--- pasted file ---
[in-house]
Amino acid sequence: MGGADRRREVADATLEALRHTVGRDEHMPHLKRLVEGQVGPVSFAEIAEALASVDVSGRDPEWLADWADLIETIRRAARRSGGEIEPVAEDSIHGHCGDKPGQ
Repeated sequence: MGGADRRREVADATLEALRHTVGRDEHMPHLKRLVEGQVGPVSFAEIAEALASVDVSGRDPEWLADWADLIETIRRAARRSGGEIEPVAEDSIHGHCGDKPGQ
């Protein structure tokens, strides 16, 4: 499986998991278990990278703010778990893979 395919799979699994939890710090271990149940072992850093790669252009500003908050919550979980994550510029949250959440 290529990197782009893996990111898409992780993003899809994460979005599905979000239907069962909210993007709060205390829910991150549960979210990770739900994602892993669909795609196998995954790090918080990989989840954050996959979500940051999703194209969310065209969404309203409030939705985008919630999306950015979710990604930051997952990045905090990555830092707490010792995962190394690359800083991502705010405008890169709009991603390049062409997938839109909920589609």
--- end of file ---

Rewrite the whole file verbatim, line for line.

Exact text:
[in-house]
Amino acid sequence: MGGADRRREVADATLEALRHTVGRDEHMPHLKRLVEGQVGPVSFAEIAEALASVDVSGRDPEWLADWADLIETIRRAARRSGGEIEPVAEDSIHGHCGDKPGQ
Repeated sequence: MGGADRRREVADATLEALRHTVGRDEHMPHLKRLVEGQVGPVSFAEIAEALASVDVSGRDPEWLADWADLIETIRRAARRSGGEIEPVAEDSIHGHCGDKPGQ
């Protein structure tokens, strides 16, 4: 499986998991278990990278703010778990893979 395919799979699994939890710090271990149940072992850093790669252009500003908050919550979980994550510029949250959440 290529990197782009893996990111898409992780993003899809994460979005599905979000239907069962909210993007709060205390829910991150549960979210990770739900994602892993669909795609196998995954790090918080990989989840954050996959979500940051999703194209969310065209969404309203409030939705985008919630999306950015979710990604930051997952990045905090990555830092707490010792995962190394690359800083991502705010405008890169709009991603390049062409997938839109909920589609």